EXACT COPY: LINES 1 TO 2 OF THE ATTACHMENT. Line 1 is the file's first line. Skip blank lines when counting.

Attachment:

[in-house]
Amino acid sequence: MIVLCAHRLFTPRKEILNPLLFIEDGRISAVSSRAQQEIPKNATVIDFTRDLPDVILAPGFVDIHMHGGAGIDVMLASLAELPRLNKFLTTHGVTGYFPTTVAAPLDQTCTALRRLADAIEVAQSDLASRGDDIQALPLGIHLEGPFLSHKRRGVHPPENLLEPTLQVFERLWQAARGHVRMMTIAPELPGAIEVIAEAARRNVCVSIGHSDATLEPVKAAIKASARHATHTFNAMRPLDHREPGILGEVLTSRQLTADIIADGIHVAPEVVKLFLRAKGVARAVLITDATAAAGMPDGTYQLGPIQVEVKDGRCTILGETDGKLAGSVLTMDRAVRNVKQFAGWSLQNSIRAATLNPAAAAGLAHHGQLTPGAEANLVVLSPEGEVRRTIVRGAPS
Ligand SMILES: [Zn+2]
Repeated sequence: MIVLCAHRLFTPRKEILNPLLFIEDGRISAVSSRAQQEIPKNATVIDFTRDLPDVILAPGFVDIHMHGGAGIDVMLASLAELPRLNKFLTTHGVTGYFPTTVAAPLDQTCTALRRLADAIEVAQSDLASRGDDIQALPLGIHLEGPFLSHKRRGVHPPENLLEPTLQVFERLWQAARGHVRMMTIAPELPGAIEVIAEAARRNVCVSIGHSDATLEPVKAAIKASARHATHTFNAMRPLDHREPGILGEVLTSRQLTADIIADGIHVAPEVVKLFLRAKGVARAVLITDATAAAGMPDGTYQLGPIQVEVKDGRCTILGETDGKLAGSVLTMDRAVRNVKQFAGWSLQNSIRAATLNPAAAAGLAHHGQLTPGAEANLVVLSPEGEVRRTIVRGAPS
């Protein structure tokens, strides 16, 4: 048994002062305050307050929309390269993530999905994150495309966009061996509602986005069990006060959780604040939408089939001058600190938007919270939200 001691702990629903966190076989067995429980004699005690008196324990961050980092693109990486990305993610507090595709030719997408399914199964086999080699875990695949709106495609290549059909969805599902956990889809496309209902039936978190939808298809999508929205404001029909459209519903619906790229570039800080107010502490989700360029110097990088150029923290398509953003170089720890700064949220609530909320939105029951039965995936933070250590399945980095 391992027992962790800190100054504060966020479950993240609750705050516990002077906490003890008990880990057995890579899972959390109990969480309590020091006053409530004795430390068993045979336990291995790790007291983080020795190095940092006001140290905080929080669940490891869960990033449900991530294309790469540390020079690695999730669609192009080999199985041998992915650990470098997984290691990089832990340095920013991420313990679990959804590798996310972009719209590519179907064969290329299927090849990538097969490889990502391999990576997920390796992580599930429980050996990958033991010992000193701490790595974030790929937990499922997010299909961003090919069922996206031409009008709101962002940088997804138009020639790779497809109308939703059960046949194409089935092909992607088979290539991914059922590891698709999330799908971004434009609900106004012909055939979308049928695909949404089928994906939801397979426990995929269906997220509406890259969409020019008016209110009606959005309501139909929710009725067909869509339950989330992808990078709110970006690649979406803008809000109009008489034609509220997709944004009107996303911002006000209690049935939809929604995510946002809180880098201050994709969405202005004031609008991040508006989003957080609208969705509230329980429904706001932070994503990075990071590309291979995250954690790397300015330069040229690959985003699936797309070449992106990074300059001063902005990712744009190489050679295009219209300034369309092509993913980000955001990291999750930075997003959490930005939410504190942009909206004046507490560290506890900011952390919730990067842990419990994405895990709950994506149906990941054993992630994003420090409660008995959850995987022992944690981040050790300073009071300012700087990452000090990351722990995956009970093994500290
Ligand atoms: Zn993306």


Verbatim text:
[in-house]
Amino acid sequence: MIVLCAHRLFTPRKEILNPLLFIEDGRISAVSSRAQQEIPKNATVIDFTRDLPDVILAPGFVDIHMHGGAGIDVMLASLAELPRLNKFLTTHGVTGYFPTTVAAPLDQTCTALRRLADAIEVAQSDLASRGDDIQALPLGIHLEGPFLSHKRRGVHPPENLLEPTLQVFERLWQAARGHVRMMTIAPELPGAIEVIAEAARRNVCVSIGHSDATLEPVKAAIKASARHATHTFNAMRPLDHREPGILGEVLTSRQLTADIIADGIHVAPEVVKLFLRAKGVARAVLITDATAAAGMPDGTYQLGPIQVEVKDGRCTILGETDGKLAGSVLTMDRAVRNVKQFAGWSLQNSIRAATLNPAAAAGLAHHGQLTPGAEANLVVLSPEGEVRRTIVRGAPS